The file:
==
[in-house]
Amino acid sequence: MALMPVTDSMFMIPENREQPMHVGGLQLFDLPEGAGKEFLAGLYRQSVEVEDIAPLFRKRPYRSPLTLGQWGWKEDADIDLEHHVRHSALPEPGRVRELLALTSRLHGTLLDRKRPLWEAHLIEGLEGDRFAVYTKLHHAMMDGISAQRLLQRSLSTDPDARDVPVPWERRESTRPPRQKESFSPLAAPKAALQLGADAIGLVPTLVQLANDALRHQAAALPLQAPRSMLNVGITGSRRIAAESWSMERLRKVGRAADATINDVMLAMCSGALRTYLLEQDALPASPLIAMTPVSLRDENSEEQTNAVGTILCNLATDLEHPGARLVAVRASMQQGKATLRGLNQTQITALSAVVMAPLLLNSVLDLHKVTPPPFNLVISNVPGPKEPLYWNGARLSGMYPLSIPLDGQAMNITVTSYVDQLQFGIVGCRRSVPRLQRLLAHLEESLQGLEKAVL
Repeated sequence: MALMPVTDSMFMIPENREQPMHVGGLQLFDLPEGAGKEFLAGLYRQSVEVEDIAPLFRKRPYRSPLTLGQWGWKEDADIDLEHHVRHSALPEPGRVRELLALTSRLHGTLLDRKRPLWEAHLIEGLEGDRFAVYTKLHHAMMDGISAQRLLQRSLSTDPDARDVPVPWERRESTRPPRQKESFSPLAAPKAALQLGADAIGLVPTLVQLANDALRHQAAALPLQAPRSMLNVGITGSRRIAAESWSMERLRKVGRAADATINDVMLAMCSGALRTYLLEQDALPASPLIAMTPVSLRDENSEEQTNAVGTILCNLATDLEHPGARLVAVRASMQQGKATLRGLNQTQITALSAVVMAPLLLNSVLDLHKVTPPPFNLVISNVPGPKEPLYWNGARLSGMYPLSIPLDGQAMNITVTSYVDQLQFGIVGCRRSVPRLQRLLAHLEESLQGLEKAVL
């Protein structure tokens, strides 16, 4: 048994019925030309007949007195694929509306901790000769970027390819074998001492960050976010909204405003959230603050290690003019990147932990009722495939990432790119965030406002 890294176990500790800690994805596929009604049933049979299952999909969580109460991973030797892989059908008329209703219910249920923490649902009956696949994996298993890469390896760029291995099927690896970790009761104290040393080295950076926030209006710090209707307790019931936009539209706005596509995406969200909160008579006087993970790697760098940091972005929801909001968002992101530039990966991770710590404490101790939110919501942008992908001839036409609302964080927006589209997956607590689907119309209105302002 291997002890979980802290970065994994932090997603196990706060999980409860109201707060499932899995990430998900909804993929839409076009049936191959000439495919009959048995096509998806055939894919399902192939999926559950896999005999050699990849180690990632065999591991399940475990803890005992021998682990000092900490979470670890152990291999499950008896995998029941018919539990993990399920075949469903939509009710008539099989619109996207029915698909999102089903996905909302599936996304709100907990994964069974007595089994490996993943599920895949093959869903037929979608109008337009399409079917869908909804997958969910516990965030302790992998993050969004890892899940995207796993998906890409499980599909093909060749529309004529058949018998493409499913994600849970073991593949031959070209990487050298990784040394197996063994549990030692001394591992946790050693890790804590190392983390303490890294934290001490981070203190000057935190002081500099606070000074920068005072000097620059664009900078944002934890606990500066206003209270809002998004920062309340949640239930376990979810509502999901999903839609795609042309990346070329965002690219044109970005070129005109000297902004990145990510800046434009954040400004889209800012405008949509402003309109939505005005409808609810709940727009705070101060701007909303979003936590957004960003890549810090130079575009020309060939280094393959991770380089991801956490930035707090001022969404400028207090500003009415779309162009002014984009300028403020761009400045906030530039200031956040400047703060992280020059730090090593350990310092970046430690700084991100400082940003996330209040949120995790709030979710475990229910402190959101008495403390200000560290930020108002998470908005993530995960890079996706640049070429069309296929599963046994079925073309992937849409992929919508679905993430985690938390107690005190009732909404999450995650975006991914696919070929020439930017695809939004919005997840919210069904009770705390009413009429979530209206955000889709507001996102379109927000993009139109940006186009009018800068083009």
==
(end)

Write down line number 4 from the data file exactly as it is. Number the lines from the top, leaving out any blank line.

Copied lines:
């Protein structure tokens, strides 16, 4: 048994019925030309007949007195694929509306901790000769970027390819074998001492960050976010909204405003959230603050290690003019990147932990009722495939990432790119965030406002 890294176990500790800690994805596929009604049933049979299952999909969580109460991973030797892989059908008329209703219910249920923490649902009956696949994996298993890469390896760029291995099927690896970790009761104290040393080295950076926030209006710090209707307790019931936009539209706005596509995406969200909160008579006087993970790697760098940091972005929801909001968002992101530039990966991770710590404490101790939110919501942008992908001839036409609302964080927006589209997956607590689907119309209105302002 291997002890979980802290970065994994932090997603196990706060999980409860109201707060499932899995990430998900909804993929839409076009049936191959000439495919009959048995096509998806055939894919399902192939999926559950896999005999050699990849180690990632065999591991399940475990803890005992021998682990000092900490979470670890152990291999499950008896995998029941018919539990993990399920075949469903939509009710008539099989619109996207029915698909999102089903996905909302599936996304709100907990994964069974007595089994490996993943599920895949093959869903037929979608109008337009399409079917869908909804997958969910516990965030302790992998993050969004890892899940995207796993998906890409499980599909093909060749529309004529058949018998493409499913994600849970073991593949031959070209990487050298990784040394197996063994549990030692001394591992946790050693890790804590190392983390303490890294934290001490981070203190000057935190002081500099606070000074920068005072000097620059664009900078944002934890606990500066206003209270809002998004920062309340949640239930376990979810509502999901999903839609795609042309990346070329965002690219044109970005070129005109000297902004990145990510800046434009954040400004889209800012405008949509402003309109939505005005409808609810709940727009705070101060701007909303979003936590957004960003890549810090130079575009020309060939280094393959991770380089991801956490930035707090001022969404400028207090500003009415779309162009002014984009300028403020761009400045906030530039200031956040400047703060992280020059730090090593350990310092970046430690700084991100400082940003996330209040949120995790709030979710475990229910402190959101008495403390200000560290930020108002998470908005993530995960890079996706640049070429069309296929599963046994079925073309992937849409992929919508679905993430985690938390107690005190009732909404999450995650975006991914696919070929020439930017695809939004919005997840919210069904009770705390009413009429979530209206955000889709507001996102379109927000993009139109940006186009009018800068083009």